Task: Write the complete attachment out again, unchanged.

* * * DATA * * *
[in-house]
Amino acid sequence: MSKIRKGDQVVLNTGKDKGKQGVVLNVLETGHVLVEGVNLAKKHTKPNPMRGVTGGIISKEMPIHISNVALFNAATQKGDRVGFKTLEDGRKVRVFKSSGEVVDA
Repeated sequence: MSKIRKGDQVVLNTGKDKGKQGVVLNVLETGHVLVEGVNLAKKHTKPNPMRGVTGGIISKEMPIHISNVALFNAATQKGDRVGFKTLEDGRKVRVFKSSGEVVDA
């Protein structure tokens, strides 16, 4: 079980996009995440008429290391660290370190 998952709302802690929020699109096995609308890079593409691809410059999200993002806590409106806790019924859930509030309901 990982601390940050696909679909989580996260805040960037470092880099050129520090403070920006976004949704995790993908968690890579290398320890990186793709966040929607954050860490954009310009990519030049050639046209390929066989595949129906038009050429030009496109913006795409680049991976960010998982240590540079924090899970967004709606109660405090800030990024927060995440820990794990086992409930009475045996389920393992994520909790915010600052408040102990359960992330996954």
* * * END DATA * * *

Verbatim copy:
[in-house]
Amino acid sequence: MSKIRKGDQVVLNTGKDKGKQGVVLNVLETGHVLVEGVNLAKKHTKPNPMRGVTGGIISKEMPIHISNVALFNAATQKGDRVGFKTLEDGRKVRVFKSSGEVVDA
Repeated sequence: MSKIRKGDQVVLNTGKDKGKQGVVLNVLETGHVLVEGVNLAKKHTKPNPMRGVTGGIISKEMPIHISNVALFNAATQKGDRVGFKTLEDGRKVRVFKSSGEVVDA
């Protein structure tokens, strides 16, 4: 079980996009995440008429290391660290370190 998952709302802690929020699109096995609308890079593409691809410059999200993002806590409106806790019924859930509030309901 990982601390940050696909679909989580996260805040960037470092880099050129520090403070920006976004949704995790993908968690890579290398320890990186793709966040929607954050860490954009310009990519030049050639046209390929066989595949129906038009050429030009496109913006795409680049991976960010998982240590540079924090899970967004709606109660405090800030990024927060995440820990794990086992409930009475045996389920393992994520909790915010600052408040102990359960992330996954």